I know I’m a voice in the wilderness here.
In fact, at this point, I sometimes think I’m the only one who cares.
But problems with the Muskrat Falls project don’t end in Labrador.
There’s another problem, stretching right across the island, a problem with its roots in the financial circumstances of a major contract — and no, not Astaldi, the Italian firm that was pulled from the Muskrat project.
No, this problem is with GE Grid Solutions, the firm that is supposed to be completing the software needed to make the Labrador Island Link power line work.
(As I pointed out in an earlier column, GE Grid Solutions has been trying for over four years to make software for a Swedish power line system function properly.)
GE Grid Solutions officials have already told the Muskrat Falls inquiry that the power line will be ready when there’s power to transmit.
But consultants are warning that, when the first power can be generated at Muskrat Falls, the LIL may not be ready to transmit it.
Liberty Consulting is doing work on the LIL for the province’s Public Utilities Board. The board is concerned because Newfoundland and Labrador Hydro has built the LIL into its power supply plans — and the PUB wanted a second opinion.
Liberty’s been doing regular updates on the progress — or lack of progress — on the project, issuing their sixth report on May 22. They point out that commissioning even one line out of the twin powerlines on the LIL has taken far longer than it should: “Management achieved ‘First Power’ on the LIL on June 11, 2018. Achieving first power marked the start of dynamic commissioning, and initiated a list of tests of power transmission from Muskrat Falls to Soldiers Pond — tests seeking to demonstrate specified performance prior to commercial operation. It typically takes two months from First Power to the completion of commissioning of a pole. At the time of writing, dynamic commissioning remained uncompleted.”
Consultants are warning that, when the first power can be generated at Muskrat Falls, the (Labrador Island Link) may not be ready to transmit it.
So, instead of two months, it’s taken 11 — and now, new plans at Nalcor mean the commissioning likely won’t take place until the end of November, meaning 17 months. The company was going to commission one line first, described as monopole service, and then the second, called bipole operation. Now, Nalcor hopes to commission both at the same time.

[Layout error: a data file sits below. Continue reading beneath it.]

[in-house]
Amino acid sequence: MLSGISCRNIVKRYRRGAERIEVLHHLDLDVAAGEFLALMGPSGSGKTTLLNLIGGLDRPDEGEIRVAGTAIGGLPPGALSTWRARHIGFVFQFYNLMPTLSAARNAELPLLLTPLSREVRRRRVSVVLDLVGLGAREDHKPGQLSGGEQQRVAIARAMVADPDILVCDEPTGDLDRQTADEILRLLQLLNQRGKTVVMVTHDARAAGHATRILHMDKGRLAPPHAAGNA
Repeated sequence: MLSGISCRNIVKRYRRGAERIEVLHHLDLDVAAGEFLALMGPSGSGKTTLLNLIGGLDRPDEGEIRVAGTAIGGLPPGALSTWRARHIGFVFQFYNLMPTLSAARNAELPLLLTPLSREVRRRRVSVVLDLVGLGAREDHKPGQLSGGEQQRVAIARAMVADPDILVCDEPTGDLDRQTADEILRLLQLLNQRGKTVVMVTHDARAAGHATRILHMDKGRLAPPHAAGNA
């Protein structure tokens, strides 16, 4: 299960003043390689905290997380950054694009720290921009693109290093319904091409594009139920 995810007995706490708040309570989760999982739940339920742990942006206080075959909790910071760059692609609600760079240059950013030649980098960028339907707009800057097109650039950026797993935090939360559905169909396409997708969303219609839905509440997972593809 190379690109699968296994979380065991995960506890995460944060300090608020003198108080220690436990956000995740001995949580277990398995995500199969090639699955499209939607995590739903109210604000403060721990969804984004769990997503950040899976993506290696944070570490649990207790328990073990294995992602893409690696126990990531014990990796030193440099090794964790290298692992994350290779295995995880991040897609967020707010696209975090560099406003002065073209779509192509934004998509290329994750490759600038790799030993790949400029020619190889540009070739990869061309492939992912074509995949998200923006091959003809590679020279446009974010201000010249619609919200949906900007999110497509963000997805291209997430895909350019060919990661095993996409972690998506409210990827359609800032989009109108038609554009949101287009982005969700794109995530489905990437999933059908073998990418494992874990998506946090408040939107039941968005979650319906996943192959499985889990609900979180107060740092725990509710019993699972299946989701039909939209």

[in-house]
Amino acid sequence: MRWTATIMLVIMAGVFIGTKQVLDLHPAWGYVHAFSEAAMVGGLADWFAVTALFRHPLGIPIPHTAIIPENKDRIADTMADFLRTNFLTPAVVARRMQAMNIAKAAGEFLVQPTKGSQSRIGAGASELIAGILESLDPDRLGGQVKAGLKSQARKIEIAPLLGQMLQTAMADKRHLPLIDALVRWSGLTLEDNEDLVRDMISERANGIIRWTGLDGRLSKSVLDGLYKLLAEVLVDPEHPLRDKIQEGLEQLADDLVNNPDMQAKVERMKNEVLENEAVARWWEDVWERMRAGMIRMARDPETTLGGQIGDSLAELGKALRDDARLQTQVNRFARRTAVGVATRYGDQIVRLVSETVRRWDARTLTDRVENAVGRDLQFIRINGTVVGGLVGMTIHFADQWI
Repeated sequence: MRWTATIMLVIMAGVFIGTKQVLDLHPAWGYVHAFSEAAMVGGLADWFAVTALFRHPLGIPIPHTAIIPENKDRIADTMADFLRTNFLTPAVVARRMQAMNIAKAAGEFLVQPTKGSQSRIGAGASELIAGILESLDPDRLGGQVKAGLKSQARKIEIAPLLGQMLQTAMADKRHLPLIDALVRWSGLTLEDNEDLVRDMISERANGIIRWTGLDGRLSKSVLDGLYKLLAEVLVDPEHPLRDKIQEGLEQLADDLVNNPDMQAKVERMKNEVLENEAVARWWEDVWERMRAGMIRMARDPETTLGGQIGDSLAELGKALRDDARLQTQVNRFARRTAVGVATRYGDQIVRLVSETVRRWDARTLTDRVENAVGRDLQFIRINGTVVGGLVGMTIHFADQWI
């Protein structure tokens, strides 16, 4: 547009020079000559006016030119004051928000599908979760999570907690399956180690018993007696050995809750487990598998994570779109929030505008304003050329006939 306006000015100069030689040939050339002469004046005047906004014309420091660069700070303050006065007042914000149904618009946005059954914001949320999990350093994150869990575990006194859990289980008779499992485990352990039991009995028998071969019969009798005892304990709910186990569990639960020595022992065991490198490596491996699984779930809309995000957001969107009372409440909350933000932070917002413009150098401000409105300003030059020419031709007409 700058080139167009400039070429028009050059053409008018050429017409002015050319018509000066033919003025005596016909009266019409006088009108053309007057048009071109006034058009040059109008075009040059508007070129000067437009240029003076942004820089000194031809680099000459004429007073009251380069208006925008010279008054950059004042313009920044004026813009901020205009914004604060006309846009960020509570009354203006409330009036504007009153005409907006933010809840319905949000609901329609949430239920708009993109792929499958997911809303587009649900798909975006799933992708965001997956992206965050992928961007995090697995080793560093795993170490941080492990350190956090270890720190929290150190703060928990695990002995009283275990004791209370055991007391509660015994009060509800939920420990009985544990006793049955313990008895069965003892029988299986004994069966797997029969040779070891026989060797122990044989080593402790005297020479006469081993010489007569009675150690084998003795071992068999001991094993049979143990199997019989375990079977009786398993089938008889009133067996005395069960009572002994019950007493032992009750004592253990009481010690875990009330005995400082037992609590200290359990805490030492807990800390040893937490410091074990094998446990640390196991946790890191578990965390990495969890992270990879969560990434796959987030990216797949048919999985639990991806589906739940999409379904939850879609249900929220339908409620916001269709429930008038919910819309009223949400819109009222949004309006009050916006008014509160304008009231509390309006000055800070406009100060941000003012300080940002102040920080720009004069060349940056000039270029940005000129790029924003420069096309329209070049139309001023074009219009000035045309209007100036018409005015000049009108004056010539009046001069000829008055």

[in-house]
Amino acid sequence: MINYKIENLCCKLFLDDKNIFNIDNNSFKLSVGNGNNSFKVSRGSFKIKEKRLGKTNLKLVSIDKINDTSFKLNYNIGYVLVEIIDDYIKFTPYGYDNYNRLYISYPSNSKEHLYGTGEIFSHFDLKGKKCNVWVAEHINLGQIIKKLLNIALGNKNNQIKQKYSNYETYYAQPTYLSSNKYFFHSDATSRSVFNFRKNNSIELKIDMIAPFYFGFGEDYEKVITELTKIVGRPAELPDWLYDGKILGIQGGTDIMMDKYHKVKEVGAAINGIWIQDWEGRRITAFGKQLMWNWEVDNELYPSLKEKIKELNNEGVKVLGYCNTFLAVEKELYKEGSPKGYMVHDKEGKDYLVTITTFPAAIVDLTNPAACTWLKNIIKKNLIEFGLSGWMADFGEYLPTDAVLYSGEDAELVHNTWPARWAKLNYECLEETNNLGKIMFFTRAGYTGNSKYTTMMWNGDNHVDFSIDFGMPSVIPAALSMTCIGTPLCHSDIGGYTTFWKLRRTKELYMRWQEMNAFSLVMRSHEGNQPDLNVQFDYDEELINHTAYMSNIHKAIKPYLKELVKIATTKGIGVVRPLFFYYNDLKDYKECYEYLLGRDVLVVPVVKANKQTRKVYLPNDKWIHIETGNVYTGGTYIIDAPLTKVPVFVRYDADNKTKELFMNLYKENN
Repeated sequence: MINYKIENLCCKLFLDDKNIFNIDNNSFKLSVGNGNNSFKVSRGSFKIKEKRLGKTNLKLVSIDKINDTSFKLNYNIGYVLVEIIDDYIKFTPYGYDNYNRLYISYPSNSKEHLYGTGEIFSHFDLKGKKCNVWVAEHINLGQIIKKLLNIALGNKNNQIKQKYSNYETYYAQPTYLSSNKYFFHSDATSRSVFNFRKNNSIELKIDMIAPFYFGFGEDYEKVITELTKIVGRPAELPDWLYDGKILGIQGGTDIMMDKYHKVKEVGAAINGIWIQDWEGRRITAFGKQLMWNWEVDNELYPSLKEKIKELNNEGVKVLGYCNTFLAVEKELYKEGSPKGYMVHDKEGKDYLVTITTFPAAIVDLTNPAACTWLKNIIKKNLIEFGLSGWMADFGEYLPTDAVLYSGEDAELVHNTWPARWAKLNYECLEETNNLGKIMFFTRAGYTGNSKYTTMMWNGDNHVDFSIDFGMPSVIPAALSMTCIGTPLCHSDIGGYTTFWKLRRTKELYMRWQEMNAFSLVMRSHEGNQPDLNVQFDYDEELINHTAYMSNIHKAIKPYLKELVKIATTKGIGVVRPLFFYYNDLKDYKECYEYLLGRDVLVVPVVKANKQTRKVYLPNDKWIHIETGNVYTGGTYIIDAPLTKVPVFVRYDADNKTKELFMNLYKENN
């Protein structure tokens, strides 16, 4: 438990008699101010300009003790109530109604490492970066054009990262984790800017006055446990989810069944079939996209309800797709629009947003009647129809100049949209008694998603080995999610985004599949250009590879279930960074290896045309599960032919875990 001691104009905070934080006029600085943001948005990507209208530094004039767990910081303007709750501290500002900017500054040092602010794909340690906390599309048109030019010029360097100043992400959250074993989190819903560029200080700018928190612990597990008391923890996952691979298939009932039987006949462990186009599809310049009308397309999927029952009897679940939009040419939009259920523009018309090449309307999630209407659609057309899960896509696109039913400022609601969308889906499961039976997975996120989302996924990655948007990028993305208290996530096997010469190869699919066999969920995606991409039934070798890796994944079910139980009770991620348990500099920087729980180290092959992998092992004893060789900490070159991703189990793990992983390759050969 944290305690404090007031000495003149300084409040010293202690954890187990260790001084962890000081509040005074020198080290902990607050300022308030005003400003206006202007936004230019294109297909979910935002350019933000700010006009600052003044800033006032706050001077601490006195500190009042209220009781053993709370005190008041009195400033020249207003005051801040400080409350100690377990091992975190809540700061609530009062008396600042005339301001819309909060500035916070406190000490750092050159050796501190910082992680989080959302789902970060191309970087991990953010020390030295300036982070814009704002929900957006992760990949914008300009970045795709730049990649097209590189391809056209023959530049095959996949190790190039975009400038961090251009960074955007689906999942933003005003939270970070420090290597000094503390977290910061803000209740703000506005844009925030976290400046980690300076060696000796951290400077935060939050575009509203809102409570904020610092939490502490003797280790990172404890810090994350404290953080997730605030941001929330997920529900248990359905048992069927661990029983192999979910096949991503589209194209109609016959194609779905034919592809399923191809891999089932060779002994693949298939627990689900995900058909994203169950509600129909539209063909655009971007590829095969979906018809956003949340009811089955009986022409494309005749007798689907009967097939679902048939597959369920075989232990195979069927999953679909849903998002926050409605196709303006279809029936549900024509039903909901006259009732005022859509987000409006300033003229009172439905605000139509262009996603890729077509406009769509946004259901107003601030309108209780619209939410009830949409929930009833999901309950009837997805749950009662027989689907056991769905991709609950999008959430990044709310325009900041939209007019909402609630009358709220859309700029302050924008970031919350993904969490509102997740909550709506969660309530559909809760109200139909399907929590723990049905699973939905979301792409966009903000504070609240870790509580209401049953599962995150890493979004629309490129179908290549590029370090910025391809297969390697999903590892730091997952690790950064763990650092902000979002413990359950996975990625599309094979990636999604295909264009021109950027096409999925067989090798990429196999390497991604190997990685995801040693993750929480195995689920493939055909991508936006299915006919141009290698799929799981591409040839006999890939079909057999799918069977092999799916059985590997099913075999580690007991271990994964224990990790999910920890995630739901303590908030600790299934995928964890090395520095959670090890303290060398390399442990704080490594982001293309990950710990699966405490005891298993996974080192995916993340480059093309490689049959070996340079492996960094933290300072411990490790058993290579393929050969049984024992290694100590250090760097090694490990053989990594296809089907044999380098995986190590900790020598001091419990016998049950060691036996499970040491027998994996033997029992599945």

The problem? “Control and protection software required for operation, the primary cause of delay to date, remains unavailable in a final form,” Liberty says. “We have found surprising the large number of software problems exposed during the commissioning process. Such software should undergo rigorous factory testing prior to dispatch to site.”
At this point, GE has hired two independent third-party consultants; those consultants don’t seem to think GE will make the next deadline, either. As Liberty says, “Preliminary information from management and from GE’s Independent Third Party (ITP) consultants gives very low confidence GE will deliver the bipole software by the required August date.”
One of the independent third parties said the GE plan has an “aggressive” schedule with no float to address delays. Sound familiar?
Liberty says, “It also appears that GE’s current financial troubles have resulted in high staff turnover rates, making it difficult to retain competent personnel. Management reported that GE is attempting to secure other third party support to assist in the development process. This situation will continue to threaten its work on the LIL, as GE management allocates limited resources among multiple clients who, like Nalcor, will pressure them for delay-mitigating efforts.”
The bottom line? More delays. “We see substantial risk that bipole commissioning will slip. Such slippage would take commissioning well into the winter operating period, thus increasing the probability of system outages. Substantial reason for concern also arises from management’s statement that bipole software development will not be fully completed until some testing, using the initial version of the software, at the site. We find this process unusual, and believe that it creates a risk of extensive delay.”
Liberty’s pretty blunt about it all: “With first power on pole 2 on the 30th October, the bipole commissioning date of 22nd November is not realistic. Furthermore, with the first generator being ready for operation on the 4th September, two months of energy production will be lost.”
All juiced up and no place to go.
Wild. Just wild.
Russell Wangersky’s column appears in 36 SaltWire newspapers and websites in Atlantic Canada. He can be reached at firstname.lastname@example.org — Twitter: @wangersky.
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